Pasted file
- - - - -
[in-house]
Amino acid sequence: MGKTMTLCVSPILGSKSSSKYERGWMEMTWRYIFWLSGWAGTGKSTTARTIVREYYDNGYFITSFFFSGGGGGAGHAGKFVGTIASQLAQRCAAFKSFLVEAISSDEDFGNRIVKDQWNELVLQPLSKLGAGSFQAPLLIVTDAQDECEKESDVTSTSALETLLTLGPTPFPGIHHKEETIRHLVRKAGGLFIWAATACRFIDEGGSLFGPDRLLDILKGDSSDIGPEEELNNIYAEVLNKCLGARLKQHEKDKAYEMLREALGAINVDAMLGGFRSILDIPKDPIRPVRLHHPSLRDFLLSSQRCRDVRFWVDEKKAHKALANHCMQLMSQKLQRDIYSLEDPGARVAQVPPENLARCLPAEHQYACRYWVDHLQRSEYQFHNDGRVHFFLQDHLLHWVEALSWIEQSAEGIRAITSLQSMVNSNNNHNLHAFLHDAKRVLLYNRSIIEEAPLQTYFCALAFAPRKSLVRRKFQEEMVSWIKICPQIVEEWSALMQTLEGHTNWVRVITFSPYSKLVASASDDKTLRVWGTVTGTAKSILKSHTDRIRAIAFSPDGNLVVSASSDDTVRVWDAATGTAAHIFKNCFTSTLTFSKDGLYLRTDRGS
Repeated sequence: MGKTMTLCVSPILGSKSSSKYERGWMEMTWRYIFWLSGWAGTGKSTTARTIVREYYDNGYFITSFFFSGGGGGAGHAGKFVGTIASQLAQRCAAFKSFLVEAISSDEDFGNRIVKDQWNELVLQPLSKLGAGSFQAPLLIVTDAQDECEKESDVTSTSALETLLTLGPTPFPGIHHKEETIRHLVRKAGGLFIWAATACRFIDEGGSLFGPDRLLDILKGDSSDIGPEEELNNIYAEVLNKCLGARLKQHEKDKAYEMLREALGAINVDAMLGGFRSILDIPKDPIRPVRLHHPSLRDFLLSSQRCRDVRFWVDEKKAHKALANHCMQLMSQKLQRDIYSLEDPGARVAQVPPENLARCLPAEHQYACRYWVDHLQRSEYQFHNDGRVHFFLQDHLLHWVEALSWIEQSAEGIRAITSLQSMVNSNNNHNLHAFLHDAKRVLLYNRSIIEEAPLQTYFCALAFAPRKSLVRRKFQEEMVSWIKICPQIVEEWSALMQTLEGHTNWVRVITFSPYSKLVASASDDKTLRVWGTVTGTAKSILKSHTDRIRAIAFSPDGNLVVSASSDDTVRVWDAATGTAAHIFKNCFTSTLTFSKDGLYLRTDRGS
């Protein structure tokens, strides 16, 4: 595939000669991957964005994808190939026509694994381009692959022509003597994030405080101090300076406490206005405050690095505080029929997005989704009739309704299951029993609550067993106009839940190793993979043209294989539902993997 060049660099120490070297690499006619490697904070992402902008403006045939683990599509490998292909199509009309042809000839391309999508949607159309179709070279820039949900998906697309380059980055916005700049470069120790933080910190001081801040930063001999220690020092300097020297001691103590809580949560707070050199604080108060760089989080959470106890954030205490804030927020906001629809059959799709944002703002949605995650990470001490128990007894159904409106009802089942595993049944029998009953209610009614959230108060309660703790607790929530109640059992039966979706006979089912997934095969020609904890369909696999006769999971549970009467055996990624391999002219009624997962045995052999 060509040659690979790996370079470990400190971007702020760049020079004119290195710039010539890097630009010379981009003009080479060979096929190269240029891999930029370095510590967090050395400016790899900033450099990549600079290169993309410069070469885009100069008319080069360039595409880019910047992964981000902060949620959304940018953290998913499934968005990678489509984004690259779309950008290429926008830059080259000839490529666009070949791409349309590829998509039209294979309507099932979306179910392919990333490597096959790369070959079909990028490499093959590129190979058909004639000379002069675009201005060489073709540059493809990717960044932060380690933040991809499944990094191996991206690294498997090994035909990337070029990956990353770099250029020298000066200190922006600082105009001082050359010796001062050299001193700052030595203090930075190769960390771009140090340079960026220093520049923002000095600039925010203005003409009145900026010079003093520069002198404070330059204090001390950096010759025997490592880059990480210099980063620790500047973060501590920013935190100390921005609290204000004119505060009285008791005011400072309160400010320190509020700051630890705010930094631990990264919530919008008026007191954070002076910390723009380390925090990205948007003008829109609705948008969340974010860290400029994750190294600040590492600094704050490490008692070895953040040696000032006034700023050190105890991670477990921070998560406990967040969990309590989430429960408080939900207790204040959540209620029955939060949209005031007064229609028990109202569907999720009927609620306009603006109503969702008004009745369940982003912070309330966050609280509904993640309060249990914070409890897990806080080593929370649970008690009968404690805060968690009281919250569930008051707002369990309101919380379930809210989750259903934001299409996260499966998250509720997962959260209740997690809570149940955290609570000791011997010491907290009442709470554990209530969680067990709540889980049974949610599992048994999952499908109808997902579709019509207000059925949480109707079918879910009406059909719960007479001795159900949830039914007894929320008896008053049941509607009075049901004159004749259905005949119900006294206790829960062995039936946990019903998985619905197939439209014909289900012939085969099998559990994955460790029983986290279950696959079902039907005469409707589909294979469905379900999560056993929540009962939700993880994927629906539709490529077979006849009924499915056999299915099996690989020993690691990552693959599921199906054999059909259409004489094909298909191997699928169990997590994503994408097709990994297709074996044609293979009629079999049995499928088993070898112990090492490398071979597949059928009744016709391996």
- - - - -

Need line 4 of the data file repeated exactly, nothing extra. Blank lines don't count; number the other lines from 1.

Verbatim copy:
């Protein structure tokens, strides 16, 4: 595939000669991957964005994808190939026509694994381009692959022509003597994030405080101090300076406490206005405050690095505080029929997005989704009739309704299951029993609550067993106009839940190793993979043209294989539902993997 060049660099120490070297690499006619490697904070992402902008403006045939683990599509490998292909199509009309042809000839391309999508949607159309179709070279820039949900998906697309380059980055916005700049470069120790933080910190001081801040930063001999220690020092300097020297001691103590809580949560707070050199604080108060760089989080959470106890954030205490804030927020906001629809059959799709944002703002949605995650990470001490128990007894159904409106009802089942595993049944029998009953209610009614959230108060309660703790607790929530109640059992039966979706006979089912997934095969020609904890369909696999006769999971549970009467055996990624391999002219009624997962045995052999 060509040659690979790996370079470990400190971007702020760049020079004119290195710039010539890097630009010379981009003009080479060979096929190269240029891999930029370095510590967090050395400016790899900033450099990549600079290169993309410069070469885009100069008319080069360039595409880019910047992964981000902060949620959304940018953290998913499934968005990678489509984004690259779309950008290429926008830059080259000839490529666009070949791409349309590829998509039209294979309507099932979306179910392919990333490597096959790369070959079909990028490499093959590129190979058909004639000379002069675009201005060489073709540059493809990717960044932060380690933040991809499944990094191996991206690294498997090994035909990337070029990956990353770099250029020298000066200190922006600082105009001082050359010796001062050299001193700052030595203090930075190769960390771009140090340079960026220093520049923002000095600039925010203005003409009145900026010079003093520069002198404070330059204090001390950096010759025997490592880059990480210099980063620790500047973060501590920013935190100390921005609290204000004119505060009285008791005011400072309160400010320190509020700051630890705010930094631990990264919530919008008026007191954070002076910390723009380390925090990205948007003008829109609705948008969340974010860290400029994750190294600040590492600094704050490490008692070895953040040696000032006034700023050190105890991670477990921070998560406990967040969990309590989430429960408080939900207790204040959540209620029955939060949209005031007064229609028990109202569907999720009927609620306009603006109503969702008004009745369940982003912070309330966050609280509904993640309060249990914070409890897990806080080593929370649970008690009968404690805060968690009281919250569930008051707002369990309101919380379930809210989750259903934001299409996260499966998250509720997962959260209740997690809570149940955290609570000791011997010491907290009442709470554990209530969680067990709540889980049974949610599992048994999952499908109808997902579709019509207000059925949480109707079918879910009406059909719960007479001795159900949830039914007894929320008896008053049941509607009075049901004159004749259905005949119900006294206790829960062995039936946990019903998985619905197939439209014909289900012939085969099998559990994955460790029983986290279950696959079902039907005469409707589909294979469905379900999560056993929540009962939700993880994927629906539709490529077979006849009924499915056999299915099996690989020993690691990552693959599921199906054999059909259409004489094909298909191997699928169990997590994503994408097709990994297709074996044609293979009629079999049995499928088993070898112990090492490398071979597949059928009744016709391996």